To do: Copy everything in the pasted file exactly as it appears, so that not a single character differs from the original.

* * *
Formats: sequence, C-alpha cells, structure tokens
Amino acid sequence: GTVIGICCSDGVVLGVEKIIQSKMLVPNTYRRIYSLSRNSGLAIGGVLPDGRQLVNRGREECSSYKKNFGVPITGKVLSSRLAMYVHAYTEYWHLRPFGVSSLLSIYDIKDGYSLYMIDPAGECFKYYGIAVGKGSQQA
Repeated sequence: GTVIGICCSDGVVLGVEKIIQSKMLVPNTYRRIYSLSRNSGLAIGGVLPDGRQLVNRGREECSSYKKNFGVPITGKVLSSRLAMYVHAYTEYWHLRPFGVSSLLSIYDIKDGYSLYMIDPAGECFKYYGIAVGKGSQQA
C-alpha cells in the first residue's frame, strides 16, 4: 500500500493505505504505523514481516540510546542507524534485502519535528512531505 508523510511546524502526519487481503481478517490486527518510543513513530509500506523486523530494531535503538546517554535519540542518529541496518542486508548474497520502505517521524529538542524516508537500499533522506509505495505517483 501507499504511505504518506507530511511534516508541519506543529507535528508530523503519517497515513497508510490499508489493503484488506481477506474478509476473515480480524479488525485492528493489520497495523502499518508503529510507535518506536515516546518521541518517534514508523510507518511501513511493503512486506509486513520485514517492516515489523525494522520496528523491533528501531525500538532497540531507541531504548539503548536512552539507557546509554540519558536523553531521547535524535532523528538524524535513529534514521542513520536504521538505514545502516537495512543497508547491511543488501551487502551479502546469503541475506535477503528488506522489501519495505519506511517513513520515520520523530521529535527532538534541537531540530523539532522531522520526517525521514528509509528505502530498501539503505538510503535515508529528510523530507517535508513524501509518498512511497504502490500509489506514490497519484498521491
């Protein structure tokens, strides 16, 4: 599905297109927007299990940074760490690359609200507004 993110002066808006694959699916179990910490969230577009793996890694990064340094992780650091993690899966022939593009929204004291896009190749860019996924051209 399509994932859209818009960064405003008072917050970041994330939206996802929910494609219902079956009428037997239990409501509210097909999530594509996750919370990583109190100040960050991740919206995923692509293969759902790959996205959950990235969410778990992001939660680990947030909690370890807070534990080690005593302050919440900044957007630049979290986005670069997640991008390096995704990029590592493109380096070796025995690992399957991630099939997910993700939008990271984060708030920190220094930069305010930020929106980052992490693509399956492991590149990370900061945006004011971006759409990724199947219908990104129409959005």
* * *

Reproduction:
Formats: sequence, C-alpha cells, structure tokens
Amino acid sequence: GTVIGICCSDGVVLGVEKIIQSKMLVPNTYRRIYSLSRNSGLAIGGVLPDGRQLVNRGREECSSYKKNFGVPITGKVLSSRLAMYVHAYTEYWHLRPFGVSSLLSIYDIKDGYSLYMIDPAGECFKYYGIAVGKGSQQA
Repeated sequence: GTVIGICCSDGVVLGVEKIIQSKMLVPNTYRRIYSLSRNSGLAIGGVLPDGRQLVNRGREECSSYKKNFGVPITGKVLSSRLAMYVHAYTEYWHLRPFGVSSLLSIYDIKDGYSLYMIDPAGECFKYYGIAVGKGSQQA
C-alpha cells in the first residue's frame, strides 16, 4: 500500500493505505504505523514481516540510546542507524534485502519535528512531505 508523510511546524502526519487481503481478517490486527518510543513513530509500506523486523530494531535503538546517554535519540542518529541496518542486508548474497520502505517521524529538542524516508537500499533522506509505495505517483 501507499504511505504518506507530511511534516508541519506543529507535528508530523503519517497515513497508510490499508489493503484488506481477506474478509476473515480480524479488525485492528493489520497495523502499518508503529510507535518506536515516546518521541518517534514508523510507518511501513511493503512486506509486513520485514517492516515489523525494522520496528523491533528501531525500538532497540531507541531504548539503548536512552539507557546509554540519558536523553531521547535524535532523528538524524535513529534514521542513520536504521538505514545502516537495512543497508547491511543488501551487502551479502546469503541475506535477503528488506522489501519495505519506511517513513520515520520523530521529535527532538534541537531540530523539532522531522520526517525521514528509509528505502530498501539503505538510503535515508529528510523530507517535508513524501509518498512511497504502490500509489506514490497519484498521491
């Protein structure tokens, strides 16, 4: 599905297109927007299990940074760490690359609200507004 993110002066808006694959699916179990910490969230577009793996890694990064340094992780650091993690899966022939593009929204004291896009190749860019996924051209 399509994932859209818009960064405003008072917050970041994330939206996802929910494609219902079956009428037997239990409501509210097909999530594509996750919370990583109190100040960050991740919206995923692509293969759902790959996205959950990235969410778990992001939660680990947030909690370890807070534990080690005593302050919440900044957007630049979290986005670069997640991008390096995704990029590592493109380096070796025995690992399957991630099939997910993700939008990271984060708030920190220094930069305010930020929106980052992490693509399956492991590149990370900061945006004011971006759409990724199947219908990104129409959005």